Confluent Smallpox

Posted by on Feb 6, 2014

A fatal case

“Discrete” or “distinct” smallpox — the most common form of the disease — was bad enough, but there were even worse forms, though they were rarer.

In “Confluent” smallpox, the pustules grew so thick that they ran together into one massive sore.

  • The skin pulled so tight due to the swelling infection that victims were said to look unnaturally old or young.
  • Some were said to look as if they’d been wrapped in a tight gray caul.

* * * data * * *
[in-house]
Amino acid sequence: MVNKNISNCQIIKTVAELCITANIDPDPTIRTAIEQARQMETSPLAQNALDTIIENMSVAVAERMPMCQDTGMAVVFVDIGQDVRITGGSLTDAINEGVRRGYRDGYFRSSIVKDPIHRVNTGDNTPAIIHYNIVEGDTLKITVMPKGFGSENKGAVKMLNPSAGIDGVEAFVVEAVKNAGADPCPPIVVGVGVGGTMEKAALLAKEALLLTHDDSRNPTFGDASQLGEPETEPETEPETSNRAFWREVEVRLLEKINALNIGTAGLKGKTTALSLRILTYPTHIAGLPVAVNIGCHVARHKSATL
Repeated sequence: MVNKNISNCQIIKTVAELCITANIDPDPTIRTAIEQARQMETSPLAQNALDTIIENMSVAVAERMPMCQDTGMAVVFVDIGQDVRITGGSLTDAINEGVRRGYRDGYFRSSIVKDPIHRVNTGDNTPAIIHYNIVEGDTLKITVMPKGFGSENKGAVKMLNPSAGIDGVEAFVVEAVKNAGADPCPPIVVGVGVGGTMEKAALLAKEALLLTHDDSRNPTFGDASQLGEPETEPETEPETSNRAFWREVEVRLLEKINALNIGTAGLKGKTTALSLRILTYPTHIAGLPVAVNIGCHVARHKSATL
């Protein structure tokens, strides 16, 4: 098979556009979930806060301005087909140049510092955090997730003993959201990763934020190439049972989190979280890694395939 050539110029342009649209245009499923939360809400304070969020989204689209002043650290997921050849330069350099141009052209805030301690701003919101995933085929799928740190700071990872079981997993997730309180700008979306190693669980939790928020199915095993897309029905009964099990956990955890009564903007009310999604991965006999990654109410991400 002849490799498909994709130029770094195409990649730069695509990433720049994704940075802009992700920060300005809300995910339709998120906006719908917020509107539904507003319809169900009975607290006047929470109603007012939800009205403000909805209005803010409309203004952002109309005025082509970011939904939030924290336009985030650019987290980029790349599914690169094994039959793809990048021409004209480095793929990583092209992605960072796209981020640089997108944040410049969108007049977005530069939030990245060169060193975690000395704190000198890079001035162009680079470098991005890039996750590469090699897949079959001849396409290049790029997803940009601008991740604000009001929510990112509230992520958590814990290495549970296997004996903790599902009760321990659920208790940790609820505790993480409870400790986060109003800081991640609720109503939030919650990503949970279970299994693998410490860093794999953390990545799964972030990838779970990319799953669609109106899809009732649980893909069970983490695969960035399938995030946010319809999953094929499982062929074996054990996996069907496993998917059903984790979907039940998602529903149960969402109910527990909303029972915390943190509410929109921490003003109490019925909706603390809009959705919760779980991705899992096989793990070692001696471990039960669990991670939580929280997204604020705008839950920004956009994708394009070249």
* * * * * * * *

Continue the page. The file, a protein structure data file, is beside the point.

Lady Mary, who was said to be “exceedingly full,”
probably had confluent smallpox.


A woman recovering from confluent smallpox

A third form of the disease was even worse: Hemorrhagic Smallpox.

All photos on this page by J. B. Byles, in Thomas Francis Ricketts, The Diagnosis of Smallpox (London and New York: Cassell and Co., 1908)

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